The guiltiest of guilty pleasures at the movies this week is the tough-as-nails "Lockdown," about bad things happening in the House called Big.
Though bracing and chilling, it's a trip to perdition the faint of heart and queasy of disposition ought to avoid. You need a hard head, a strong stomach and a willingness to watch the unwatchable. A 2,000-yard stare is a must. If you can't do the time, don't drop that dime.
The movie has two primary if crude virtues: First and best, it has an overwhelming sense of place. This extends to far more than the physical, those bleak corridors, the omnipresence of the cyclone fences, the echoes of footfalls and steel doors, the feel of suppurating institutional melancholy. It also includes the metaphysical aspects of the prison experience. When you saw the old pix -- even as brutal as Burt Lancaster's "Brute Force," probably the most violent of the American '40s pictures -- you knew somehow that you weren't quite getting the whole story. You can't crowd six hyper-aggressive, aberrant men in the space of a closet for 10 years without certain things happening.
Some years ago -- don't know why, don't know when -- the truth began to leak out about those things that happened. The prison was acknowledged for its secret vibration of haunting male fear: It was not only a zone of fisticuffs and gang turf war but, even more horrifying, it was a zone of rape. "Lockdown" gets that elemental reality in all its horror. It ain't pretty.
Second, more like its forebears, "Lockdown" boasts plot patterns, melodramatic story formula in full bloom and tendril, so reassuring when handled well, as they are well enough here. It follows three young men of varying degrees of involvement in criminal activity through a stretch in one of America's toughest prison systems, that of New Mexico. That's where some years ago the most violent prison riot in history took place, a far worse meltdown than at Attica.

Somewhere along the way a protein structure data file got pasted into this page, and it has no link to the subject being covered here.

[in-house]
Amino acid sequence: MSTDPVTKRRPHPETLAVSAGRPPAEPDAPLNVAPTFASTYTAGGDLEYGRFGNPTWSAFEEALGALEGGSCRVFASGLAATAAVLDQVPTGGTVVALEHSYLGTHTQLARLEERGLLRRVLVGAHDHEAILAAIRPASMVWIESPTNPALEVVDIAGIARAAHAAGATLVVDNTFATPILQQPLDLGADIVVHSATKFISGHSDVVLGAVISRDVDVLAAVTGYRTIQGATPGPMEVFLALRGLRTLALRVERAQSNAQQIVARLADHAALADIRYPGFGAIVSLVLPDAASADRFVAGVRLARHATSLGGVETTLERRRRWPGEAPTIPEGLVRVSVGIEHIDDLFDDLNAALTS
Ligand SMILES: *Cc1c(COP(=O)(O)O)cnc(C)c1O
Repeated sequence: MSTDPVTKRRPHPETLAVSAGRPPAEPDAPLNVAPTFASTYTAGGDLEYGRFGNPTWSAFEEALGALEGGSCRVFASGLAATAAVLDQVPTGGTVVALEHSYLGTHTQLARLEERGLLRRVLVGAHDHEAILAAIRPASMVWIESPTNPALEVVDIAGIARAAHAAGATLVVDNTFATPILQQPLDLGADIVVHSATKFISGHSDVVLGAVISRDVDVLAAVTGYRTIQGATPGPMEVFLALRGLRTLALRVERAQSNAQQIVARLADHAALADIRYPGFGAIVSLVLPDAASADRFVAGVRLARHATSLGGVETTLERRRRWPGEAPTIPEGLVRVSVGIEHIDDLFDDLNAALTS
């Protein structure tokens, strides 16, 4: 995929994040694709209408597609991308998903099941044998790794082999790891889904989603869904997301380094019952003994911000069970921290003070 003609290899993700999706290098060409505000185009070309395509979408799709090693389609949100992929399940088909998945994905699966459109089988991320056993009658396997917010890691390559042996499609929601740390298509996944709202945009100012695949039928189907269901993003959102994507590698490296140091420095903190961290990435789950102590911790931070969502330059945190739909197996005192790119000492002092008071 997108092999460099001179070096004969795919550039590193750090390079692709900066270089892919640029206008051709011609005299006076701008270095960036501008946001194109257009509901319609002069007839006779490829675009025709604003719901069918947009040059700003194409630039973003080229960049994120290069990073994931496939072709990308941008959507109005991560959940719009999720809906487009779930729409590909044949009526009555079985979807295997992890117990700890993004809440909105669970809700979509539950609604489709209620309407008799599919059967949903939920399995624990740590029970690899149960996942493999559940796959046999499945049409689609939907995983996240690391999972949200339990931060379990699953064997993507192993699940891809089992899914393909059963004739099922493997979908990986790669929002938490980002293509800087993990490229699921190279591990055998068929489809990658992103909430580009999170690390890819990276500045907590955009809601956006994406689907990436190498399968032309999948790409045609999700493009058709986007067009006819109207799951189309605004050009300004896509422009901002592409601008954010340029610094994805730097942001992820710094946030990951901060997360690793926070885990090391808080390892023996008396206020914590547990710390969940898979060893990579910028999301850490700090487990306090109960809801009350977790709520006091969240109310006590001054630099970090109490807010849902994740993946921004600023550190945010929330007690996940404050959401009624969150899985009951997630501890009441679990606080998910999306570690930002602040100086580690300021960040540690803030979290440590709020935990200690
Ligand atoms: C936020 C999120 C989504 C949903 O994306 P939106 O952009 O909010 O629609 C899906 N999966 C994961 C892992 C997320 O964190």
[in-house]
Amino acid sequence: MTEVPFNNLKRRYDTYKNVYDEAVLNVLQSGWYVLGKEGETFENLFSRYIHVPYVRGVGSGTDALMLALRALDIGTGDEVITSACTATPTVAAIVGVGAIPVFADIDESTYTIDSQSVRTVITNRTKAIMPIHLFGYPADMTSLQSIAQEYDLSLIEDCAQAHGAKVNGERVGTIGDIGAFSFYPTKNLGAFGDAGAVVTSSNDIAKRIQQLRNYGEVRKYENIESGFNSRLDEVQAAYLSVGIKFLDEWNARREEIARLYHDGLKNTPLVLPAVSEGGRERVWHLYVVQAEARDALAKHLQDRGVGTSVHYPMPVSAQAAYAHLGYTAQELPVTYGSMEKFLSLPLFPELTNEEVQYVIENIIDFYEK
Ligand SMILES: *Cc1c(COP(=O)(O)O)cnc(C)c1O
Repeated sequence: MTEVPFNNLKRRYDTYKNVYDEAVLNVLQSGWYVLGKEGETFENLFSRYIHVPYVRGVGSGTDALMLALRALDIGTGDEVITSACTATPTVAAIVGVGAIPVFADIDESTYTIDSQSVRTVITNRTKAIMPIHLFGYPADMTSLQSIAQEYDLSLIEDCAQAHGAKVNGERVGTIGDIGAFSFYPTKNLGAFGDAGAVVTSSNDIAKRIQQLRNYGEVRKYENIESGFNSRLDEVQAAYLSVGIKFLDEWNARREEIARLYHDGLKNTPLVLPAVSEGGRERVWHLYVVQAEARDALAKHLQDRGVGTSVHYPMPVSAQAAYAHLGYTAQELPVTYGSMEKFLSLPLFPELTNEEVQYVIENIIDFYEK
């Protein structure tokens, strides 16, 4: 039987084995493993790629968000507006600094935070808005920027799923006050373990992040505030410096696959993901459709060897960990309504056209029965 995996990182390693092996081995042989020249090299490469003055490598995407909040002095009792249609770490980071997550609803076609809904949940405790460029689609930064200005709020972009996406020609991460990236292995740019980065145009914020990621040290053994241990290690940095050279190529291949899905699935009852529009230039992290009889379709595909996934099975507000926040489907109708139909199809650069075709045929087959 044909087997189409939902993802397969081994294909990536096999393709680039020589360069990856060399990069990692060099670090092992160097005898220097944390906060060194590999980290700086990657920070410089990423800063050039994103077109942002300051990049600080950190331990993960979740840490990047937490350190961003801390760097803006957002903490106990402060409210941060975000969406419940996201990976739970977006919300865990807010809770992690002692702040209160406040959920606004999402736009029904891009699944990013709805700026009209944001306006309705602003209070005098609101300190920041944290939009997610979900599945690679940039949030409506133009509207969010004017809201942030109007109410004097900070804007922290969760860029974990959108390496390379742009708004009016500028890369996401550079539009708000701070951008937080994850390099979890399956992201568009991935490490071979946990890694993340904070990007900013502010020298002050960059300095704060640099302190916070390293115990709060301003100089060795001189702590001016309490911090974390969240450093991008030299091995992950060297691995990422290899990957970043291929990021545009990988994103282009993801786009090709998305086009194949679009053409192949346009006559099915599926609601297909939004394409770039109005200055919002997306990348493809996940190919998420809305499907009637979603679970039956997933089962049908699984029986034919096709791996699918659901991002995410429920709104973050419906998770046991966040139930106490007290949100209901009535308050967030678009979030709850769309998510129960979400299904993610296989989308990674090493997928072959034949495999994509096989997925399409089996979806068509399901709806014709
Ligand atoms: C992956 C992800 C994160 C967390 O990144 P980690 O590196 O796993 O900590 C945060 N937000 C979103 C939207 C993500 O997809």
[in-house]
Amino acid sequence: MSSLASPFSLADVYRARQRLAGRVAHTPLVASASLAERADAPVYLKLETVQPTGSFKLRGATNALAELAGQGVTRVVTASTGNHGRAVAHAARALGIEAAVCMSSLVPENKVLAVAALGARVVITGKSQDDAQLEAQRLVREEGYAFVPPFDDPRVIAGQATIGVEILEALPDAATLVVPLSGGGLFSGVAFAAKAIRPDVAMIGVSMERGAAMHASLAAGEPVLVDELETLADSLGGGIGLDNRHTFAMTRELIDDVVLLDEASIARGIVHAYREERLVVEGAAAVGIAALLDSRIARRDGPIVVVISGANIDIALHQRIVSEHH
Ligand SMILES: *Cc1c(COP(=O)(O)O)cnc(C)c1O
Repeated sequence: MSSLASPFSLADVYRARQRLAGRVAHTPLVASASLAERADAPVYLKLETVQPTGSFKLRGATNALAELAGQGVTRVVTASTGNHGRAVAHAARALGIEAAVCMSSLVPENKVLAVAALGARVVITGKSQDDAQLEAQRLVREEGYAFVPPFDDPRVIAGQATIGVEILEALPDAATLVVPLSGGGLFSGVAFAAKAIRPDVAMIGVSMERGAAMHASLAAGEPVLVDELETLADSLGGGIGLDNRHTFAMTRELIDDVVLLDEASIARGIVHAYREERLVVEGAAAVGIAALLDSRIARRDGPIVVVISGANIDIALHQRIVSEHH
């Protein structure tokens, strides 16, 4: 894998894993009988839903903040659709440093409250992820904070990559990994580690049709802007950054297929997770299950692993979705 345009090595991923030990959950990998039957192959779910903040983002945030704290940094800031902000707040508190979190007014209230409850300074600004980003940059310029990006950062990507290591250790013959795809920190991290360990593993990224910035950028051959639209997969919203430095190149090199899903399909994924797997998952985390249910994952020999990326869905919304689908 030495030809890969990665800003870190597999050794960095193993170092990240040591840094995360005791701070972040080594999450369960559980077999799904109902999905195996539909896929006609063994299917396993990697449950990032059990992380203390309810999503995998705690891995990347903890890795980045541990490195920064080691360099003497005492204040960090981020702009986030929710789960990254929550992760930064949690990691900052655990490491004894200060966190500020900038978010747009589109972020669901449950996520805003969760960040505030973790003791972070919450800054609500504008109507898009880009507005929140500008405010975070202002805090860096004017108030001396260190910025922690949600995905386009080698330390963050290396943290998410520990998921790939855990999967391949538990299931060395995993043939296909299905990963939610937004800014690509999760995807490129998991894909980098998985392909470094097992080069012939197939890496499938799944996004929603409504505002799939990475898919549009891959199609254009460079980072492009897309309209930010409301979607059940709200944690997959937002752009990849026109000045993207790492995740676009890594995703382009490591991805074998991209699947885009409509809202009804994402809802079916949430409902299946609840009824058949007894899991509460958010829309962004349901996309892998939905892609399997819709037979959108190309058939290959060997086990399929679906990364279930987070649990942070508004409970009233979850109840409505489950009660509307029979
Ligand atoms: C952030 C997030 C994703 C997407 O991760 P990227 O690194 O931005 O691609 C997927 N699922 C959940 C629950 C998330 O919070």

The three are boyz in the 'hood, but each has a different orientation. Avery (Richard T. Jones) is a gifted swimmer, proud father of a son and is in love with his son's mother. Though a junior college dropout, he's up for an athletic scholarship that will get him up and out.
Dre (De'aundre Bonds) is a transitional figure. He has a job, even if an apparently dead-end one, but he's always looking for a little action. And finally, there's Cashmere (Gabriel Casseus), who's fully into the life. He's a dealer of dynamic demonism, his violent impulses occluded only occasionally by sentimentality toward his friends, particularly Avery. It's Cashmere who is framed by another dealer, but since Dre and Avery were in the car with him and they had discovered and handled a planted gun when the cops make the stop, all three end up convicted.
Though the film turns on a miscarriage of justice, that's not the subject proper of "Lockdown." It's not a screed against prison or the system or racism; it's about what is, not what can be done about it. It feels like a large hunk of truth, a grueling account of what it takes to get through the long days and the longer nights in a behavioral sinkhole where nobody wants to go, except the people who have a gift for the behavioral sinkhole.
Each young man's cellmate turns out to be his destiny. The lucky Avery finds a wise, compassionate con -- he has educated himself by reading Ralph Ellison's great "Invisible Man" -- who counsels him on the culture of the prison and how to survive it. Poor Dre is quickly sexually dominated by his cellmate and the whole tattooed crew; he's turned into a -- well, it is a term I would prefer not to use because I do so enjoy this very fine job. His whole sense of masculine selfhood is traumatized, with tragic consequences. Cash joins the posse of the boss black con, Clean Up (played brilliantly by Master P), which buys him initial survival but bends him further in the direction of crime.
The cast is superb, particularly Casseus as the tormented Cashmere. He has an complex part -- a young man pulled toward the criminal life, good at it, driven by a fury of anger and impulse, yet not oblivious to a larger moral responsibility -- and he makes that paradoxical personality believable. The young director John Luessenhop keeps the story jumping ahead, from atrocity to plot twist to atrocity. Occasionally, a last-minute reprieve or a sudden change of heart will arrive too conveniently and you can feel the strings being pulled clumsily. But what makes the movie memorable is its authenticity. It's not a trip to the multiplex; it's a sentence.
Lockdown (105 minutes, at area theaters) is rated R for extreme violence (including rape) and extreme profanity.